New procedures for SFO following AC759 incident


Planes arriving at San Francisco International Airport after dark will soon face new requirements, especially when one runway is closed. The FAA issued revised policies following the Air Canada A320 incident last month where the inbound plane passed over an active taxiway rather than the runway, coming scarily close to a tragedy.

Details from the FAA on the AC759 incident, including positional data and time stamps.
Details from the FAA on the AC759 incident, including positional data and time stamps.

The new rules require that aircraft landing at night while one runway is closed use instrument landing systems or satellite-based approach guidance rather than visual approach, the scenario governing the AC 759 flight. Adding the systems-based guidance into the approach will reduce chances of an inbound aircraft lining up wrong when one runway is closed and dark.



The rules also change the staffing at the ATC tower, requiring a second controller in the tower “until the late-night arrival rush is over” according to a statement shared by FlightGlobal. At the time of the incident only one controller was on duty and, based on the transcripts of the communications, it appears that a couple opportunities to notice the mis-aligned approach were missed.

NTSB releases initial details on AC759 SFO incident

As ACA759 approached SFO, at 2355:52 PDT, the airplane flew too far right of course to be observed by the local controller’s ASDE-X/ASSC and was not visible on the ASDE-X/ASSC display for about 12 seconds.

At 2355:56 PDT, when ACA759 was about 0.3 mile from the landing threshold, the local controller confirmed and recleared ACA759 to land on runway 28R.

As I mentioned when previously writing about the incident, the controller did not have the plane visible on the surface radar screen and still cleared the landing, even after the pilot expressed some concern. This appears an unusual set of circumstances and the FAA responded nearly immediately to address potential workload challenges that may have contributed to that aspect of the circumstances.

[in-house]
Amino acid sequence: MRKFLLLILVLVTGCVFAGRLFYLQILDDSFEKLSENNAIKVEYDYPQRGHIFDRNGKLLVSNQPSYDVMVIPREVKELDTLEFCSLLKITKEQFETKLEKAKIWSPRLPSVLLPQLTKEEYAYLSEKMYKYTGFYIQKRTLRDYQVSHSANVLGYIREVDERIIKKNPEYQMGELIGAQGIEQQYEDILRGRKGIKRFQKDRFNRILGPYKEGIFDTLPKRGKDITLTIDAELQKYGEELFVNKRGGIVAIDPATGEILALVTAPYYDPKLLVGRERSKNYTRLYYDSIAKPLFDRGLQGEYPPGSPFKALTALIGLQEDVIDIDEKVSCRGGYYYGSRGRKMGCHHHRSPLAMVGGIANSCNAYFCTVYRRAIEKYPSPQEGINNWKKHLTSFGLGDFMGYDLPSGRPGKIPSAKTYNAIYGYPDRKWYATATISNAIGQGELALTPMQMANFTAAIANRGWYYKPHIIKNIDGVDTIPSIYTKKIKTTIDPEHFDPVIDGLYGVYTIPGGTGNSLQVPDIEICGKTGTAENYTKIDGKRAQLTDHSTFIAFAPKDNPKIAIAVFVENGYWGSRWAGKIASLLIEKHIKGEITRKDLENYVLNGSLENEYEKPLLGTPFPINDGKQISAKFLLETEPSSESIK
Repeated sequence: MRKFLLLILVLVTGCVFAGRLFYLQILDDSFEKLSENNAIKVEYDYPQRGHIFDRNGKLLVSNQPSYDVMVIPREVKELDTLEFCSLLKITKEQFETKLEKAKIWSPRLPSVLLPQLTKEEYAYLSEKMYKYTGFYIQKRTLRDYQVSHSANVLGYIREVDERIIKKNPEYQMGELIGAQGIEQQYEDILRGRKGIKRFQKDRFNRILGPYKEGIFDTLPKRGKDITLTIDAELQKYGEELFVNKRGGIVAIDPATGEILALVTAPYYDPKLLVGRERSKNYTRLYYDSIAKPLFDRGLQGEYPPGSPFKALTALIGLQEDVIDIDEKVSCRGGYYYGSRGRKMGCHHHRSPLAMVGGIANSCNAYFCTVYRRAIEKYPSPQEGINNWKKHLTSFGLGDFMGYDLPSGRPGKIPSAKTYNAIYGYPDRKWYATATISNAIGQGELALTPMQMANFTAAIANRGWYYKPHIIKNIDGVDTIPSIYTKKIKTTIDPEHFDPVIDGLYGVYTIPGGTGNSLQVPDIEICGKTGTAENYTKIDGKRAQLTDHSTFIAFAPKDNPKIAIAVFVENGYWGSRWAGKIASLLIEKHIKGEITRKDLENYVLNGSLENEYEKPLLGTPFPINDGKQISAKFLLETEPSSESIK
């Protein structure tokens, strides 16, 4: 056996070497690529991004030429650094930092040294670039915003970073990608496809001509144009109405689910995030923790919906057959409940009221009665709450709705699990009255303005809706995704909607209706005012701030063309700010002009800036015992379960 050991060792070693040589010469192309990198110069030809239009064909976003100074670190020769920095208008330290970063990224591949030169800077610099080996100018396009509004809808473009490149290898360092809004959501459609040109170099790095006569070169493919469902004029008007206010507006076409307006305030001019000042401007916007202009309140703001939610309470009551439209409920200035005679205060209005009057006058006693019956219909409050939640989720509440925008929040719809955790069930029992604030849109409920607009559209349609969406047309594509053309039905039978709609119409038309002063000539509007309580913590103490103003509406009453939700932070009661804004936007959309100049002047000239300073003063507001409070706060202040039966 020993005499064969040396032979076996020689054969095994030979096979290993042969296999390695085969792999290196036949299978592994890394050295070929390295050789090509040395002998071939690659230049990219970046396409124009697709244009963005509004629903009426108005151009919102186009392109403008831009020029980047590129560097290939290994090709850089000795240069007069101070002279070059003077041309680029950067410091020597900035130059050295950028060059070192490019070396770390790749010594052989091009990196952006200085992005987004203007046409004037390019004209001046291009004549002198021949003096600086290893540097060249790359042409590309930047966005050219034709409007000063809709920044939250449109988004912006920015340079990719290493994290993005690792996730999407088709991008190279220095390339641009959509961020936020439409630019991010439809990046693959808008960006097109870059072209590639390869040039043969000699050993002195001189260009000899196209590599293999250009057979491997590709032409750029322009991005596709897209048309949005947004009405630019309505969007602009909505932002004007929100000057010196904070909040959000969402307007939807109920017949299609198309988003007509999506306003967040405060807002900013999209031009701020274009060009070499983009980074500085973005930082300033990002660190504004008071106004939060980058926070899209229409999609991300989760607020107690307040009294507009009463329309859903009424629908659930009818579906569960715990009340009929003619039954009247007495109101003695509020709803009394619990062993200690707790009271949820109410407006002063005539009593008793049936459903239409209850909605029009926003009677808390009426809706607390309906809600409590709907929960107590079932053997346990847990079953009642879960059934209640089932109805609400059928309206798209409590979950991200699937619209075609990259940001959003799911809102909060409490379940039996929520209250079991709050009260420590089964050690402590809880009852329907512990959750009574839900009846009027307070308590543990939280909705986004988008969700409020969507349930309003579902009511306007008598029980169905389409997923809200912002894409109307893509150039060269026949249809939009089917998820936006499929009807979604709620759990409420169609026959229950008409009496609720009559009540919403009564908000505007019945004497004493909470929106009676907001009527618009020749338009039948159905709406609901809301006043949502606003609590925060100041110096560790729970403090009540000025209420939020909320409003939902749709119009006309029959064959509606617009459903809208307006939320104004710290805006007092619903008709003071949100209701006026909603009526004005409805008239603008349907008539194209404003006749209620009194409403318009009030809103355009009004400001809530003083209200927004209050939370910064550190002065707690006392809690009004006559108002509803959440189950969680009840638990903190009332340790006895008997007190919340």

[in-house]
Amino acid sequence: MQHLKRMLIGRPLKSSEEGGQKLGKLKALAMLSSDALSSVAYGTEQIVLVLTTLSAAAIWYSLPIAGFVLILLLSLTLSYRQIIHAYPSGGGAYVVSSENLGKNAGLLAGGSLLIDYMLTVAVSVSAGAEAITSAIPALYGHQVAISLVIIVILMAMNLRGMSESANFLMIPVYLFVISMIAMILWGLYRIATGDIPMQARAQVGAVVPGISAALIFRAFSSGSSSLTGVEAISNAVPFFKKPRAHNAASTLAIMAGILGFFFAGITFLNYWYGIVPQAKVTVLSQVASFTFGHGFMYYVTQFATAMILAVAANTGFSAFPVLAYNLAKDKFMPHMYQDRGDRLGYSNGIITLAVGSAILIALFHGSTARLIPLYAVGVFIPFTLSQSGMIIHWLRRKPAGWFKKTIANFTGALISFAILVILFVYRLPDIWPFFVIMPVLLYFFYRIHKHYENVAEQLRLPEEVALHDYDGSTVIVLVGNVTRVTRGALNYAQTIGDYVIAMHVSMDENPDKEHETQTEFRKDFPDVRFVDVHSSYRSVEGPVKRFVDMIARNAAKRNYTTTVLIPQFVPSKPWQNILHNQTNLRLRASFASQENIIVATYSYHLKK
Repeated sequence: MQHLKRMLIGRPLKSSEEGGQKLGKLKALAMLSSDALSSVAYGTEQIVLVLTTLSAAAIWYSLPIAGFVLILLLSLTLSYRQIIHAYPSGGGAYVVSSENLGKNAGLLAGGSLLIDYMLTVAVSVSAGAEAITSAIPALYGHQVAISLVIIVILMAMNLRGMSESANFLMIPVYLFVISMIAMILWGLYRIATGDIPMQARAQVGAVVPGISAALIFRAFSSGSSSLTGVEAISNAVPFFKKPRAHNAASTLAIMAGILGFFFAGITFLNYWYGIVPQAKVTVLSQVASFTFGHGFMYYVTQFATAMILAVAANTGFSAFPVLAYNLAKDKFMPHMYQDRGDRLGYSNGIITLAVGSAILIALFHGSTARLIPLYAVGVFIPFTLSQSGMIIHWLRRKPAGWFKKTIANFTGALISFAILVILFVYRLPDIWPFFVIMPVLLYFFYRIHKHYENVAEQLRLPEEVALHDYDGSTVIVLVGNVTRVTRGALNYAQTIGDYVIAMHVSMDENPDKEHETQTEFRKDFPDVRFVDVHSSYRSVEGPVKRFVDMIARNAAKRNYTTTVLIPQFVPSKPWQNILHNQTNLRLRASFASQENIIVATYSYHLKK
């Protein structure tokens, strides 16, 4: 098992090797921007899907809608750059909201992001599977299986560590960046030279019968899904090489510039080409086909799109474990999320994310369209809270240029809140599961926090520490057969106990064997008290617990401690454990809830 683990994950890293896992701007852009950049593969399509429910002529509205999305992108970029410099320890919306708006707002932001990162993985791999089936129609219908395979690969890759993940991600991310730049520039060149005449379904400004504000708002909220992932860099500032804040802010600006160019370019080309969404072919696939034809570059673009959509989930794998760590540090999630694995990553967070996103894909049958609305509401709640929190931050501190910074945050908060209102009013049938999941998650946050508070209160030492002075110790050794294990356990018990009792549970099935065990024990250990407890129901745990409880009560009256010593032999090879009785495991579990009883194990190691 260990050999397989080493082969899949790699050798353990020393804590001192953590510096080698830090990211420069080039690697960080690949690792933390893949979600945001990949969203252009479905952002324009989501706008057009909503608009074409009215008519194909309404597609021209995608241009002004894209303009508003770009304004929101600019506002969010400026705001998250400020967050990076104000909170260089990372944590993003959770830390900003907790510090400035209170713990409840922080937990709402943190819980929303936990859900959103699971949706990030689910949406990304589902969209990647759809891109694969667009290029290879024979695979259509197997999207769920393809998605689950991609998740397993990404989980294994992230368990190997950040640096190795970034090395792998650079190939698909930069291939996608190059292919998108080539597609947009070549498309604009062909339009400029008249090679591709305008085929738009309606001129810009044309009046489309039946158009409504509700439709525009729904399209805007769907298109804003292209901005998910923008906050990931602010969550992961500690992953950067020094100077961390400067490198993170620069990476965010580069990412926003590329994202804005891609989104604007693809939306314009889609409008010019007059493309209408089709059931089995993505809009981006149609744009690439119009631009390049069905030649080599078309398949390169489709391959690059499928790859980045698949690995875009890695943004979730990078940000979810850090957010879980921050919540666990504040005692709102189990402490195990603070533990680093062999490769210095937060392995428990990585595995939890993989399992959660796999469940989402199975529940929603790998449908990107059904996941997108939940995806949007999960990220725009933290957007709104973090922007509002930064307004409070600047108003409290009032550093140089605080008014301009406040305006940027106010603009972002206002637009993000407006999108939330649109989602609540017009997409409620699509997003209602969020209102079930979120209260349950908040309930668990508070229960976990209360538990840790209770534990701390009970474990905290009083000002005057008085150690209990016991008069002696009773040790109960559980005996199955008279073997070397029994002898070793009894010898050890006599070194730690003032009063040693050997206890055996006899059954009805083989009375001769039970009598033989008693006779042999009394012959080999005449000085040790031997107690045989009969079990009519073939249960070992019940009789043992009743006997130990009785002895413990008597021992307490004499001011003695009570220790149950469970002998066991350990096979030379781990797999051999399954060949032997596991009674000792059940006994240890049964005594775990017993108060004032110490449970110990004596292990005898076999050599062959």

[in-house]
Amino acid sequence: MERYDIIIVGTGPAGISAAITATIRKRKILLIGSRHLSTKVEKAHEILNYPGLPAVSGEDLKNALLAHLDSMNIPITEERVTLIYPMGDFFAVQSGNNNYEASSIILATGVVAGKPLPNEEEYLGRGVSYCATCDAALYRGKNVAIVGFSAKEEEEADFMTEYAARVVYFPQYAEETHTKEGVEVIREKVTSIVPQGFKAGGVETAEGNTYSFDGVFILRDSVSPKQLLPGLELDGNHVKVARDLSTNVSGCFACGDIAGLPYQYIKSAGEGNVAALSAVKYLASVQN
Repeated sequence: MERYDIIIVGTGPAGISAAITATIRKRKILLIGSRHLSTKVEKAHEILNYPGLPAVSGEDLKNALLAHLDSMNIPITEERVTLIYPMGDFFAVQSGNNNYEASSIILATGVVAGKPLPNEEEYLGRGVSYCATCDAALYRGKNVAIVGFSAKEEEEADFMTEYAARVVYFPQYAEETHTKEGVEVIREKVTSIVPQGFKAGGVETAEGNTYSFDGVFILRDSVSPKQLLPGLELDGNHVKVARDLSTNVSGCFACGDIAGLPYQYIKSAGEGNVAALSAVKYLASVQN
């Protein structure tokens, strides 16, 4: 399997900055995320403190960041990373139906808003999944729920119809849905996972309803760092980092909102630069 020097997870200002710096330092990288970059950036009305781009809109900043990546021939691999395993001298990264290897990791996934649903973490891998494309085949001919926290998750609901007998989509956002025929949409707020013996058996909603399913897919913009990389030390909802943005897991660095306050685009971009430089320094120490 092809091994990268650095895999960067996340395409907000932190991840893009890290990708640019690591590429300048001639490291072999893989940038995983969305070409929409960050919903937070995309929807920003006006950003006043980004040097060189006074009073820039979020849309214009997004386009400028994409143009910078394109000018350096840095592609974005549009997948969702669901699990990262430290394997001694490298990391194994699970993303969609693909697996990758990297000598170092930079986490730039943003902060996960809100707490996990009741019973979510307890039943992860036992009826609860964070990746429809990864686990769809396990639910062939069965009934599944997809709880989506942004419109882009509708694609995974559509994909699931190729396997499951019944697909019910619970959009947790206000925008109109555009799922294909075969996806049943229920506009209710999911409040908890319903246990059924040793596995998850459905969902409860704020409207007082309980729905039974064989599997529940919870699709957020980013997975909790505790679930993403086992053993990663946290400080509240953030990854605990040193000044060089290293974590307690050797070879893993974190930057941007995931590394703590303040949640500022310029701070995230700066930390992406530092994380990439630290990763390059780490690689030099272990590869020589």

Ultimately aviation remains incredibly safe because so many different parties are all participating in the process and working towards that goal. When mistakes are made or flaws identified changes are implemented to prevent them from repeating. To me this is a great example of recognizing a problem and quickly making multiple adjustments to reduce the chances of a repeat performance.

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Seth Miller

I'm Seth, also known as the Wandering Aramean. I was bit by the travel bug 30 years ago and there's no sign of a cure. I fly ~200,000 miles annually; these are my stories. You can connect with me on Twitter, Facebook, LinkedIn and .

3 Comments

  1. I know very little about aviation from the flight ops side, so forgive me for any cluelessness, but that said, it seems strange to me that at a major international airport like SFO that there would be only one controller on duty at any time, day or night. What would happen if tragedy struck and that person had to deal with a flight in distress or even if they had a heart attack? Just seemed kind of curious to me.

    1. Dealing with a flight in distress is relatively easy in that the rest of the planes in the area are pushed off elsewhere or hold. Flights en route are handled by the controllers at the TRACON centers so at any given point in time there aren’t a massive number of planes handled by the local tower anyways. You need more coverage for increased workload but not necessarily redundancy. And emergency situations are dealt with as emergencies. Planes divert if needed.

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